Former Knesset member Roman Bronfman told Al-Monitor that while some older immigrants get their news from Russian TV channels that tend to support Putin, Netanyahu's campaign is doing their candidate a disservice.

“You have to understand that most immigrants didn’t come from Russia but from the other republics of the former Soviet Union — Ukraine, Belarus, Moldova, Georgia, Azerbaijan and others,” Bronfman explained. “They are about two-thirds, compared to a third [from Russia].… Those who came from Russia proper are a minority. There’s also immigration in recent years to Israel from Putin’s Russia and [those waves do] not tend to support him. If someone in the Likud thought that this move would cause Russian speakers in Israel to change their votes and to support the Likud because of Netanyahu’s ties to Putin, he is very mistaken.”

According to Eli Hazan, Likud’s director of foreign relations, even if the “Different League” campaign isn’t perfect, it’s still effective because, among other things, it has caused quite a stir.

“First of all, it’s the truth. Netanyahu is in a different league,” Hazan said to Al-Monitor. “His leadership is proven, and that’s the campaign’s goal. If he weren’t prime minister, then this positive diplomatic tsunami in India, Africa, Australia and other places wouldn’t have happened. It may be that there are negative impressions, but among the general public, this narrative suits us well. It’s hard for me to believe that Roman from Petah Tikva [for instance] would get to the ballot box and say, ‘I won’t vote for Netanyahu because he has a photo with Putin.’ Overall this campaign suits what we are looking for.”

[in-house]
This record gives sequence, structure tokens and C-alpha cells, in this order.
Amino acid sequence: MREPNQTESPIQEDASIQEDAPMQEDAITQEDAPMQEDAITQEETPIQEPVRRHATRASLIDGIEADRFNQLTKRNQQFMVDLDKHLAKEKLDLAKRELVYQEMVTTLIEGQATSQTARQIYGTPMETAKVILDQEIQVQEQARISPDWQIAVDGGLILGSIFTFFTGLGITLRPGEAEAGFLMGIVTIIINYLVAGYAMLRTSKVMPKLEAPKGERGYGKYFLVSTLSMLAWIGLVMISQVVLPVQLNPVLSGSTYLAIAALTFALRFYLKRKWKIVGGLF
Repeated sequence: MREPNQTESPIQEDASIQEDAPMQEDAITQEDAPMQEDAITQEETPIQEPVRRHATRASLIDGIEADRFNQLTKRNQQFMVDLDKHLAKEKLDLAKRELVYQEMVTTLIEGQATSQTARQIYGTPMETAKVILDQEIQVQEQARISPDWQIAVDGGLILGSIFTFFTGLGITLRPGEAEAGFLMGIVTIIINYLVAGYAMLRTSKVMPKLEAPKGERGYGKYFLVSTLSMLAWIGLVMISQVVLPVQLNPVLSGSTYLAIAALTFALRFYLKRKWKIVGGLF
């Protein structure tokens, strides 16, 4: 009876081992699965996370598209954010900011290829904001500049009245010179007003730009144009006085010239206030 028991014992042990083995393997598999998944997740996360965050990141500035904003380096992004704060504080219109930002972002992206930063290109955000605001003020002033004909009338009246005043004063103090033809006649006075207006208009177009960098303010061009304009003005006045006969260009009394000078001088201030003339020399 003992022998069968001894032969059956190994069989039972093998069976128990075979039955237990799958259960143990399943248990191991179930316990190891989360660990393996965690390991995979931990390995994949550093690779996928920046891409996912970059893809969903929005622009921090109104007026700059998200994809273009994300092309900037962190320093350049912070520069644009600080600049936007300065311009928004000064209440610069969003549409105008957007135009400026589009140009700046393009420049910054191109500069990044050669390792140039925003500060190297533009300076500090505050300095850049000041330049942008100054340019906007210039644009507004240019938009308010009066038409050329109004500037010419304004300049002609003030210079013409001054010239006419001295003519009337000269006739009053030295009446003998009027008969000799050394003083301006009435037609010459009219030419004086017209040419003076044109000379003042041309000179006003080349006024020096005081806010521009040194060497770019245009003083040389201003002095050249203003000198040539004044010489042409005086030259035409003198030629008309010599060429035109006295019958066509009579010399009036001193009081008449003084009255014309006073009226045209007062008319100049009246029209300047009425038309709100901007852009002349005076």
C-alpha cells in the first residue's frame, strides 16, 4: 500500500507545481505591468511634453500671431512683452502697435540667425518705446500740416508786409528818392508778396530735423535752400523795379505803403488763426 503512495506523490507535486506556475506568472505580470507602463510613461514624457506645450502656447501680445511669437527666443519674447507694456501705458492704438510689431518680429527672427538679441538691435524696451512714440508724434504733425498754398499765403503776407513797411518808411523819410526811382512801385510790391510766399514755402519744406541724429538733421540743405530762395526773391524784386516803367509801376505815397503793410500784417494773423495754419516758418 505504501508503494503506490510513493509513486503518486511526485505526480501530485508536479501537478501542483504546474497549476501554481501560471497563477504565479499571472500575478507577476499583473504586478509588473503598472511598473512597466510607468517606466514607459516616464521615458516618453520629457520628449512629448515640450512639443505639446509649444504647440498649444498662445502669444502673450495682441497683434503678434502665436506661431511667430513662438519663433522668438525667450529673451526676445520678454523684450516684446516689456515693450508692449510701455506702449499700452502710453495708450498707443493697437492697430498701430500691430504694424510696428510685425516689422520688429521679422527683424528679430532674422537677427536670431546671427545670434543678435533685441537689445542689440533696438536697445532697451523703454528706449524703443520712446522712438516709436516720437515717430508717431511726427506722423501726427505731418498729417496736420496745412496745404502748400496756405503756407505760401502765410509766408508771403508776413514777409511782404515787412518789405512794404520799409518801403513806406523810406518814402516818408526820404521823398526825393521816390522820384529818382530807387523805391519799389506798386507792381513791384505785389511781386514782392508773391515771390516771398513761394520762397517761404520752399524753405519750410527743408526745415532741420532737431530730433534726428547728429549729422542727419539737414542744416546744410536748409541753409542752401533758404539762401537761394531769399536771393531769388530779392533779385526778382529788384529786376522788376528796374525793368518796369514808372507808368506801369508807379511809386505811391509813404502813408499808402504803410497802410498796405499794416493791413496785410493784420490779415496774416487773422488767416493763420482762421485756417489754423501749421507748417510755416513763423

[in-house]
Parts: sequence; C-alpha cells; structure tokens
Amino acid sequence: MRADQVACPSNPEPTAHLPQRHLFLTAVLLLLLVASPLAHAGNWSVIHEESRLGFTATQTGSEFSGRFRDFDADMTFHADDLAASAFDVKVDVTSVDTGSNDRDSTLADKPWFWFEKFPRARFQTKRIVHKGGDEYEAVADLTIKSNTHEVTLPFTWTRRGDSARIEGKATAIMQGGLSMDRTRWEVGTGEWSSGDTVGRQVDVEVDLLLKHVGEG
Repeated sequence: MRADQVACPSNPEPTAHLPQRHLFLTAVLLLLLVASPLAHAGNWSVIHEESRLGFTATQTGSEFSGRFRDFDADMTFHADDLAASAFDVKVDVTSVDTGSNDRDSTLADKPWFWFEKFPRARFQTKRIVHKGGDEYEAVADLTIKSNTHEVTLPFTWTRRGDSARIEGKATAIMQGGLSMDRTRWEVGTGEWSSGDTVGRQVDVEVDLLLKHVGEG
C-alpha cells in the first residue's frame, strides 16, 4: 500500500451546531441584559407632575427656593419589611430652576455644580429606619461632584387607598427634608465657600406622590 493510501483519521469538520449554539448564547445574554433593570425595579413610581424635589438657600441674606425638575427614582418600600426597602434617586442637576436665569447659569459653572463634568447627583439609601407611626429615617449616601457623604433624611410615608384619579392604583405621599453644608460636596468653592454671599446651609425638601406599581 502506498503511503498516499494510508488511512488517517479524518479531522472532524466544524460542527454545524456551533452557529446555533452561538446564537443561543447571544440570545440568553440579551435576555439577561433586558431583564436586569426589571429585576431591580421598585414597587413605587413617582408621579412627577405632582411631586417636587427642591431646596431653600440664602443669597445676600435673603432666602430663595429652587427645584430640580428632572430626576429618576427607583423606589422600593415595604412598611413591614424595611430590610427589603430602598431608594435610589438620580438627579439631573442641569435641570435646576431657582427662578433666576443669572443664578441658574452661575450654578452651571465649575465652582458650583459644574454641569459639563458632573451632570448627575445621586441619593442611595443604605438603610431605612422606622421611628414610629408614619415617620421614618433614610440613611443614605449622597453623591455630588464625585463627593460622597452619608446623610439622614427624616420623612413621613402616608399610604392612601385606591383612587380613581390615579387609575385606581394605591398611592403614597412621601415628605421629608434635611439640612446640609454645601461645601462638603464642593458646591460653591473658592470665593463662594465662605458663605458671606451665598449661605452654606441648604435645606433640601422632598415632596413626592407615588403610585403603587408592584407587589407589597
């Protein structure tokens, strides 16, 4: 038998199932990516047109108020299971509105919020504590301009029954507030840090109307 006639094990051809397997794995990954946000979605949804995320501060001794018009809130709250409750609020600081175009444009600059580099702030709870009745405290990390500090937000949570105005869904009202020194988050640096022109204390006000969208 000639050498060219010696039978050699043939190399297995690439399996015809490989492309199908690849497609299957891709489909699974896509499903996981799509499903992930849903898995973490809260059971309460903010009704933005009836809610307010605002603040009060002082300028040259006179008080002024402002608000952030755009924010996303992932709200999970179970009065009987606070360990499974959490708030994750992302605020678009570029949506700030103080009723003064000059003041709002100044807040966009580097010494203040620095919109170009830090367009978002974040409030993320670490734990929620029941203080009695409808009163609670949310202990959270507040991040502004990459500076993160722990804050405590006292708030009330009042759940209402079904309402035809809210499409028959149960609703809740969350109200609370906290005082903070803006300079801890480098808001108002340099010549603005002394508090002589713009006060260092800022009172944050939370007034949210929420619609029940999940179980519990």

It was reported on July 29 that the Prime Minister’s Office is trying to get Putin to Israel for a visit. At a meeting between Netanyahu and Putin in February 2019, the Israeli prime minister had invited the Russian president to Israel for the dedication of a memorial to the victims of the siege of Leningrad (1941–44). The Jerusalem municipality has hastened the process of finishing the memorial so it can soon be unveiled. 

As the heat of July and August bears down along with the Sept. 17 election, political campaigning is also heating up. In contrast to the election in April, it appears that the Likud has come to recognize the importance of the “Russian vote.” To start, Netanyahu appointed the attorney and Russian immigrant Ariel Bolstein as a special adviser on Russian affairs, and then he met with a group of political activists who had left Yisrael Beitenu to join the Likud. On July 29, under pressure from Finance Minister Moshe Kahlon and Netanyahu, Knesset member Roy Folkman resigned from the Likud's candidate list to make room for Tali Ploskov, a former Knesset member born in Moldova. 

Also on July 29, Netanyahu ventured to Ben-Gurion International Airport to greet immigrants arriving from Ukraine, and on July 25 he visited Channel 9, which primarily broadcasts in Russian, for a rare interview with Anna Reiba-Barsky and Dmitry Dubov. He mentioned his close ties to Putin at the beginning of the interview. Netanyahu remarked, “I speak with my friend Putin in the most direct way: We have to stop Iran now. I am not afraid to be the most prominent voice in the world on this.”

In the meantime, it appears that Netanyahu's efforts so far have not borne the desired fruit. Most polls show Yisrael Beitenu growing in strength. The battle for the Russian vote is only beginning, Likud campaign staffers and advisers like to note, which means that more surprises are to come, with or without Putin.